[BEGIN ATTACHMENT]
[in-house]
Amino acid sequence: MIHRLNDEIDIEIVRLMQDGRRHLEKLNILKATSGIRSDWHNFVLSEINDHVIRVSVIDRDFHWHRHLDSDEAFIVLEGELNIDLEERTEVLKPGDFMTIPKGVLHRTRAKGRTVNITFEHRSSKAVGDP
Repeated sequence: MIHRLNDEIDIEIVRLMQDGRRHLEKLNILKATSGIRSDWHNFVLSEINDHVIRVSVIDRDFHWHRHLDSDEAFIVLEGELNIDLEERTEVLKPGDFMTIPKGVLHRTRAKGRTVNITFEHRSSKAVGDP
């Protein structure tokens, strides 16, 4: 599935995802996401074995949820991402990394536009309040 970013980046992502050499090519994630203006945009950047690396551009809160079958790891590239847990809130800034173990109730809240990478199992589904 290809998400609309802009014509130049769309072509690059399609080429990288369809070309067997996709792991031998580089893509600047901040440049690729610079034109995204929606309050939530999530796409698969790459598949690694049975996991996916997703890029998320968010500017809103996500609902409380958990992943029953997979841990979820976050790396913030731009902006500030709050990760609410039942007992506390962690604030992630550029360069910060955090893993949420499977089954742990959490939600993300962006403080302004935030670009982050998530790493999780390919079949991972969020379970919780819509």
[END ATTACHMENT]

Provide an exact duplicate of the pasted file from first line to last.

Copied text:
[in-house]
Amino acid sequence: MIHRLNDEIDIEIVRLMQDGRRHLEKLNILKATSGIRSDWHNFVLSEINDHVIRVSVIDRDFHWHRHLDSDEAFIVLEGELNIDLEERTEVLKPGDFMTIPKGVLHRTRAKGRTVNITFEHRSSKAVGDP
Repeated sequence: MIHRLNDEIDIEIVRLMQDGRRHLEKLNILKATSGIRSDWHNFVLSEINDHVIRVSVIDRDFHWHRHLDSDEAFIVLEGELNIDLEERTEVLKPGDFMTIPKGVLHRTRAKGRTVNITFEHRSSKAVGDP
């Protein structure tokens, strides 16, 4: 599935995802996401074995949820991402990394536009309040 970013980046992502050499090519994630203006945009950047690396551009809160079958790891590239847990809130800034173990109730809240990478199992589904 290809998400609309802009014509130049769309072509690059399609080429990288369809070309067997996709792991031998580089893509600047901040440049690729610079034109995204929606309050939530999530796409698969790459598949690694049975996991996916997703890029998320968010500017809103996500609902409380958990992943029953997979841990979820976050790396913030731009902006500030709050990760609410039942007992506390962690604030992630550029360069910060955090893993949420499977089954742990959490939600993300962006403080302004935030670009982050998530790493999780390919079949991972969020379970919780819509």